The winds of 1810 made the maple seed twirl hither and thither as maples do. It planted itself in the lush soil of the Cowichan Valley on Vancouver Island, BC, Canada. All around the Warmland industry and homes sprang up. Still the maple grew. And grew. It soon surpassed the house’s roof, and as it continued to reach up, started to stretch out. By 2013 the Bigleaf Western Maple stood tall and broad, but was weak at its core.
For Mag and Vern Mawhinney the tree was a stalwart beacon, welcoming them home every day for 21 years. Mag’s poet soul didn’t want to see the tree come down. Realism made it a choice between the rotting tree and the house. But the poetry came alive when she realized that, just as she was part of the tree’s story, its story was far from over.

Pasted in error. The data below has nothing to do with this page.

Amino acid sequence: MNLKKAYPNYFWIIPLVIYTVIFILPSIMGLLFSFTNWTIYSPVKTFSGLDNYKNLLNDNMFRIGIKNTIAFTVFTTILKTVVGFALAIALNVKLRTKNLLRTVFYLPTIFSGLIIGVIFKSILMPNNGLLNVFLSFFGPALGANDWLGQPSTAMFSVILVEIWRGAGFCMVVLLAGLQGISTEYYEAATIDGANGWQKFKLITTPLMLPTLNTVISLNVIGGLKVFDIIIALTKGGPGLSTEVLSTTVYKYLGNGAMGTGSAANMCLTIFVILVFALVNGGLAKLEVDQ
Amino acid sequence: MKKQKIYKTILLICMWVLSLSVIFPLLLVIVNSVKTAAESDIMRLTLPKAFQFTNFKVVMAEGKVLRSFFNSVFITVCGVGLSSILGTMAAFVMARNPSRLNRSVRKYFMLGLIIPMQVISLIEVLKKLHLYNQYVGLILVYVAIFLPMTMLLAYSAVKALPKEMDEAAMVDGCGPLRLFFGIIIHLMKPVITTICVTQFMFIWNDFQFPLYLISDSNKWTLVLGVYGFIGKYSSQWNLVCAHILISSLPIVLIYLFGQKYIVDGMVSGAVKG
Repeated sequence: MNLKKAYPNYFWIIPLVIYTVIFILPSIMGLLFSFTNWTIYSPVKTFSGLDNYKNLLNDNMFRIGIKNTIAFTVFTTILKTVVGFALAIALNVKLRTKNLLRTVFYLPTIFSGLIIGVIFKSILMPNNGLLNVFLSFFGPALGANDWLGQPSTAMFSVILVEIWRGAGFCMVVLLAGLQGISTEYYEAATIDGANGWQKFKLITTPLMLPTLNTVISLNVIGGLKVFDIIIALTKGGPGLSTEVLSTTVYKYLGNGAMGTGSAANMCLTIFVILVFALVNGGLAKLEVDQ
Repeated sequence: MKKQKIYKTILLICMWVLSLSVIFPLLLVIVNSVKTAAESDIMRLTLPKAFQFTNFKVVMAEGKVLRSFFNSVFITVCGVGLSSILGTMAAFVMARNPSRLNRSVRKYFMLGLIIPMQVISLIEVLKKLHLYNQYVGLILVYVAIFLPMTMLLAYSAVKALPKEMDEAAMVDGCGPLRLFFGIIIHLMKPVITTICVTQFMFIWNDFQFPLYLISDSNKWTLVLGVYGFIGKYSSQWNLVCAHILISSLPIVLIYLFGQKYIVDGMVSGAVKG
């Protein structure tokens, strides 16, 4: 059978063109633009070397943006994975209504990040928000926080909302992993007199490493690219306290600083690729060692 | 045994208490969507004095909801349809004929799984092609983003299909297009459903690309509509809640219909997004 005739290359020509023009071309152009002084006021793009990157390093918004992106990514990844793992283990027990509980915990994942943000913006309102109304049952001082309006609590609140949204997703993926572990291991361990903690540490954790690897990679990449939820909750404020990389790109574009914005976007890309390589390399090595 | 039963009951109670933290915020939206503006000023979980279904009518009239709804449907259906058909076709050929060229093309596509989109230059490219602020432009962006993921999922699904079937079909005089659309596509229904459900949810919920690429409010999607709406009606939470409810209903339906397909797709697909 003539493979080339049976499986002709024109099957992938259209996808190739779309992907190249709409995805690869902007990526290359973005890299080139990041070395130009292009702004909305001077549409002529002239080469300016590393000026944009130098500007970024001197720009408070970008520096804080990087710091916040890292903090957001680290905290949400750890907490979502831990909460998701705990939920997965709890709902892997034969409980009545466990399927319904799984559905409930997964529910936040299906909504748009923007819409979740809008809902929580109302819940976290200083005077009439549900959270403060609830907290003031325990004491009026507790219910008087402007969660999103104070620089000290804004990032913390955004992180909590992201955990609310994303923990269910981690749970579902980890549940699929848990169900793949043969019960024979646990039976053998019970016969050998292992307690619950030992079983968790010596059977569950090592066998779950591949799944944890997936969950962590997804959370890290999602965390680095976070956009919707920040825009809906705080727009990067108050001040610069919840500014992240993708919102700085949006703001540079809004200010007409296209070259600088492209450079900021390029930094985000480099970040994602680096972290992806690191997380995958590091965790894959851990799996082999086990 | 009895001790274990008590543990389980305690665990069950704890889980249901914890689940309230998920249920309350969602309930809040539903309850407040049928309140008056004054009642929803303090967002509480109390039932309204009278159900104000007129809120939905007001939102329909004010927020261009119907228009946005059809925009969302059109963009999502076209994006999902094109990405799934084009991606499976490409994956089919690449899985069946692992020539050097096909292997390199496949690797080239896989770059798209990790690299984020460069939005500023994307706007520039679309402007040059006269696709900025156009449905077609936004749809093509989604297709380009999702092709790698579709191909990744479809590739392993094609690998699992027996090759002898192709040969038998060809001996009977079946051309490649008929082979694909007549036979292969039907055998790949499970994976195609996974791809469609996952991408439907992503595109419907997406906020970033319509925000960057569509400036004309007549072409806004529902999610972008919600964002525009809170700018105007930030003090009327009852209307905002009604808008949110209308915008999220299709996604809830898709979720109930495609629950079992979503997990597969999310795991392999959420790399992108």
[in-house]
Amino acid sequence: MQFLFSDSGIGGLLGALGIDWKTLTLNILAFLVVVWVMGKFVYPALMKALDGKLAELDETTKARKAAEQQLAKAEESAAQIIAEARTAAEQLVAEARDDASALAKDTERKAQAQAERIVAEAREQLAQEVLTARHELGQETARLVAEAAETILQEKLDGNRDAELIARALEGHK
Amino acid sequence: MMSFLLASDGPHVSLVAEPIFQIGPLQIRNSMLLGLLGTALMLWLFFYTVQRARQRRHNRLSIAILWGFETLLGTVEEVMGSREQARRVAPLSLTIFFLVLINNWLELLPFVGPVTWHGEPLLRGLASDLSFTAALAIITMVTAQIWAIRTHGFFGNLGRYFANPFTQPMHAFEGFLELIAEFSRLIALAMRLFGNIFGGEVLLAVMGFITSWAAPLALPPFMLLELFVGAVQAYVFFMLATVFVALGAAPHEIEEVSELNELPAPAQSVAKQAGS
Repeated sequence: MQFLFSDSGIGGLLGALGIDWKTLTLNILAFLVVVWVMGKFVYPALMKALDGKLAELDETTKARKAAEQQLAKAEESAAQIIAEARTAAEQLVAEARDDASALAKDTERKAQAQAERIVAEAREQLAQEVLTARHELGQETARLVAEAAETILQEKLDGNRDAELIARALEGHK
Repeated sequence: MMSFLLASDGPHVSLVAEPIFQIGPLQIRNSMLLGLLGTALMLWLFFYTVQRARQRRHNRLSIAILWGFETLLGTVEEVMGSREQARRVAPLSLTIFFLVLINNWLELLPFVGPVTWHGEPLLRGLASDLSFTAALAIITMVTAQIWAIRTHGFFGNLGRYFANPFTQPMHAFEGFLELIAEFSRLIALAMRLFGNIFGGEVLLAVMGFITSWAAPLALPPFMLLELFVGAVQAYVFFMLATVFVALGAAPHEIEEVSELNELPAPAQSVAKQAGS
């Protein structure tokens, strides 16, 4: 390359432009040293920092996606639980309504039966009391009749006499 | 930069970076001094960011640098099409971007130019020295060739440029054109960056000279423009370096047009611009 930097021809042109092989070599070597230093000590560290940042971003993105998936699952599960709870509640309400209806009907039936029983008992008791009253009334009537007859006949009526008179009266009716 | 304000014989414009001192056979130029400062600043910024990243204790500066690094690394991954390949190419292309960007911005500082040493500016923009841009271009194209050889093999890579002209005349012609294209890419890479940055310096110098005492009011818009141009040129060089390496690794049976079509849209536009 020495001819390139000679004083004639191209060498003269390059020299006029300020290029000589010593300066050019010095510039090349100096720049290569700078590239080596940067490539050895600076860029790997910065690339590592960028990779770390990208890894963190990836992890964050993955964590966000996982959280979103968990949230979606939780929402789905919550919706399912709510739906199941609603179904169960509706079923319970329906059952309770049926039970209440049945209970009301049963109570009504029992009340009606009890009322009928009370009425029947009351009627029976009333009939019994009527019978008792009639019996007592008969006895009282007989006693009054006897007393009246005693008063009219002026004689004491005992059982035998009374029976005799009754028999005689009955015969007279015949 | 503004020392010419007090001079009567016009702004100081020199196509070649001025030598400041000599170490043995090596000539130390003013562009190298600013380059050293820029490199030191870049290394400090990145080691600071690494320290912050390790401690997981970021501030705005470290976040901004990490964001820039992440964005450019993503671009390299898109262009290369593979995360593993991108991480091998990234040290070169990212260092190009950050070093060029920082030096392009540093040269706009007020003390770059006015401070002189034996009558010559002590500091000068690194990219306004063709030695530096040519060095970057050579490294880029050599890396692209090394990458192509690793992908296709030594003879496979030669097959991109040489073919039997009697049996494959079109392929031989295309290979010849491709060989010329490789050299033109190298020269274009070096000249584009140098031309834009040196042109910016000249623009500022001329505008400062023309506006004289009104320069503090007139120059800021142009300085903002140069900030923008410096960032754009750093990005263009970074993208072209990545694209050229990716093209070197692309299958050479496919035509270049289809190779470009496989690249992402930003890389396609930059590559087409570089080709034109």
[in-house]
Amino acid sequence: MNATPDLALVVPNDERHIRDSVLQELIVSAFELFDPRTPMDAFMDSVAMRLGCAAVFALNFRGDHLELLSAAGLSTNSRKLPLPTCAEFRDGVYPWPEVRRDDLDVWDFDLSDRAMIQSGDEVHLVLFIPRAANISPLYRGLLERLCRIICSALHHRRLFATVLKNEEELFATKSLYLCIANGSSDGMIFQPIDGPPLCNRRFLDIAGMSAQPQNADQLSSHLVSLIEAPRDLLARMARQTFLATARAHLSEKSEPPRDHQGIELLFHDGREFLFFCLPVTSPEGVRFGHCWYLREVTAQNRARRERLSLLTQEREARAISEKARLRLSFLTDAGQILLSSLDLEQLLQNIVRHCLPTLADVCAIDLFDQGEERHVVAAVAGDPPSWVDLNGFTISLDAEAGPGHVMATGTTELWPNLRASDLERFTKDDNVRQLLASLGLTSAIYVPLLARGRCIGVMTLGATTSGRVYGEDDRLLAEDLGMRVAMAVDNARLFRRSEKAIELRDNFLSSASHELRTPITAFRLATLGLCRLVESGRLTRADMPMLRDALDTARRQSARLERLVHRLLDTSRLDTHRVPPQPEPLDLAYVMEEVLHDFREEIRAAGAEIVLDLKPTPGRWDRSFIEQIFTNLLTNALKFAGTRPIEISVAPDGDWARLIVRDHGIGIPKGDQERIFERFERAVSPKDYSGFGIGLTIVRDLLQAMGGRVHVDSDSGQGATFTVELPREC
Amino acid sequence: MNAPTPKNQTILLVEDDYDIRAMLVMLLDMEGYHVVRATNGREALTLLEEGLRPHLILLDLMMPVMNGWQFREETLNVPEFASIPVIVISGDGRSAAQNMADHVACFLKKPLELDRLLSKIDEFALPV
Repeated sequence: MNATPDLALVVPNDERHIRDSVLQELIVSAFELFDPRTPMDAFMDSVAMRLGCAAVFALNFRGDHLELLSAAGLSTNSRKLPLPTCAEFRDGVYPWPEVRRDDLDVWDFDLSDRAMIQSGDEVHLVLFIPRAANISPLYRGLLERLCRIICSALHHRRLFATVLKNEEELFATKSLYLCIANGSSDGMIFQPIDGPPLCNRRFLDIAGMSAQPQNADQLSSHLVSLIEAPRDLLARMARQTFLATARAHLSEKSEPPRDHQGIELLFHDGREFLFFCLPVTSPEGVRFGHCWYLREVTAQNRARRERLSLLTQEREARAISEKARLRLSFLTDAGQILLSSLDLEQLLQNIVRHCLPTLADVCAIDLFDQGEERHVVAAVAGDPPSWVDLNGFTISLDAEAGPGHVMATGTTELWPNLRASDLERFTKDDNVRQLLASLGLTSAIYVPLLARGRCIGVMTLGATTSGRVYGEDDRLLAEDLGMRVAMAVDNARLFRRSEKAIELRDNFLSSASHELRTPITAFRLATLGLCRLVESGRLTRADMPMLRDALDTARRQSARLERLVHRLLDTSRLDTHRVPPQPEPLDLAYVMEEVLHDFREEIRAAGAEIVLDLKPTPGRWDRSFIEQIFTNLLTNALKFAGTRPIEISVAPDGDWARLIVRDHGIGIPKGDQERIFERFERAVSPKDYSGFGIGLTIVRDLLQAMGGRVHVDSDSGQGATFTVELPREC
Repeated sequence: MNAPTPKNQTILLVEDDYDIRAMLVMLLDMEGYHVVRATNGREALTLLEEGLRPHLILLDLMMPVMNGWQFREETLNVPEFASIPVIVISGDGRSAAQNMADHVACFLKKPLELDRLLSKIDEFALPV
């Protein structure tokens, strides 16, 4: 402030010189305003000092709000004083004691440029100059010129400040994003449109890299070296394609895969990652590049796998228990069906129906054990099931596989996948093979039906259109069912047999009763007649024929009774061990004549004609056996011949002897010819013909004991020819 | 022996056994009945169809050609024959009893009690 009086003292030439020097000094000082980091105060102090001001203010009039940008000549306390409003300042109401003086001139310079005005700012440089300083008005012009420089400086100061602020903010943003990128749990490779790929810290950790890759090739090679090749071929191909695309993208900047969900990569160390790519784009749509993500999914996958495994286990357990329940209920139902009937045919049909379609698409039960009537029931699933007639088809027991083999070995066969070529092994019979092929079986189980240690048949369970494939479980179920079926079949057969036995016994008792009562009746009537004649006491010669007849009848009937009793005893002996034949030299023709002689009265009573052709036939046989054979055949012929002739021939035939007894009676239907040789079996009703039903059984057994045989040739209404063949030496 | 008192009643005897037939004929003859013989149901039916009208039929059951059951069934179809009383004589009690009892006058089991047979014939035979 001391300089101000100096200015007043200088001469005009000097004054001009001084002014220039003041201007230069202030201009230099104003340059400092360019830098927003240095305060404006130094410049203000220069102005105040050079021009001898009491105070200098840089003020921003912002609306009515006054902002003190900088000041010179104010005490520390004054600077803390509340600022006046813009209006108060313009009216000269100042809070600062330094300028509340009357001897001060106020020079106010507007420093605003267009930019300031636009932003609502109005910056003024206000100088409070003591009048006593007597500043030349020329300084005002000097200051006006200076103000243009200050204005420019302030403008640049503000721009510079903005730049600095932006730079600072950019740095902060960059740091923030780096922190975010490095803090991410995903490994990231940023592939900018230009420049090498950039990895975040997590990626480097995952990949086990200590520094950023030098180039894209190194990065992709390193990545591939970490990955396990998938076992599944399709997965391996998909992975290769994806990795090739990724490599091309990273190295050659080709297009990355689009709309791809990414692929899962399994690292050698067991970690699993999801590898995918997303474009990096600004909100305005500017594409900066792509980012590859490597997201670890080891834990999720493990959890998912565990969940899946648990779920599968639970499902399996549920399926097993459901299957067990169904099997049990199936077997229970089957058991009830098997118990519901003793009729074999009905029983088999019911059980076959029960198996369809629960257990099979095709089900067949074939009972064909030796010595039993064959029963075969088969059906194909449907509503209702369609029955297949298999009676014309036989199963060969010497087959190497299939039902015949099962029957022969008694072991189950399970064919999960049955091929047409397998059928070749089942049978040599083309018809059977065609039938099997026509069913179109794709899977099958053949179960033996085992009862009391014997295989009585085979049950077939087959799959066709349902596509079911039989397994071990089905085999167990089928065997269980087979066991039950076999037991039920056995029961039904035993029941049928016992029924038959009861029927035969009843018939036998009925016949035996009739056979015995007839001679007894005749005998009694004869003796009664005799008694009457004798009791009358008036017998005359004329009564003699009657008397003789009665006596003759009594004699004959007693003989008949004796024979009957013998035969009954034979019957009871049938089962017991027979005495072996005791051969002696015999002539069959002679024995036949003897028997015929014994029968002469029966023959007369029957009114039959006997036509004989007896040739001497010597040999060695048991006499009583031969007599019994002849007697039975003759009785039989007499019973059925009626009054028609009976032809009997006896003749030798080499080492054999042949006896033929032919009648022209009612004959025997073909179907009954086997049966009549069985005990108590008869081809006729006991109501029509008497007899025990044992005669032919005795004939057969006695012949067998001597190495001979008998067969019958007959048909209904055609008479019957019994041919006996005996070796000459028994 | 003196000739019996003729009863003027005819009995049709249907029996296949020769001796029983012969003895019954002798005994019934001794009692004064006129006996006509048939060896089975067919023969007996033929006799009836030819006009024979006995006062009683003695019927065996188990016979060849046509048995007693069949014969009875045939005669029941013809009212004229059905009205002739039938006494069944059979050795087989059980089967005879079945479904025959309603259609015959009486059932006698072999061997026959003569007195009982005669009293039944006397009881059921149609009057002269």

The Swing Tree
A swing is hanging in my yard
From an old-growth maple tree
And a gentle breeze makes it rock,
So weightless and so free.
The ropes are tied with slipknots
Through four holes worn and round
And a weather-beaten seat
Casts a shadow on the ground.
As the wind blew through their hair;
But now the ropes hang idle
And the wooden seat is bare.
I sometimes sit upon this swing
Beneath that grand old tree,
Remembering the playful child
That’s still a part of me.
By Mag Mawhinney, reprinted in “Western Spirit”, WMA Cowboy Poetry Book of the Year, 2013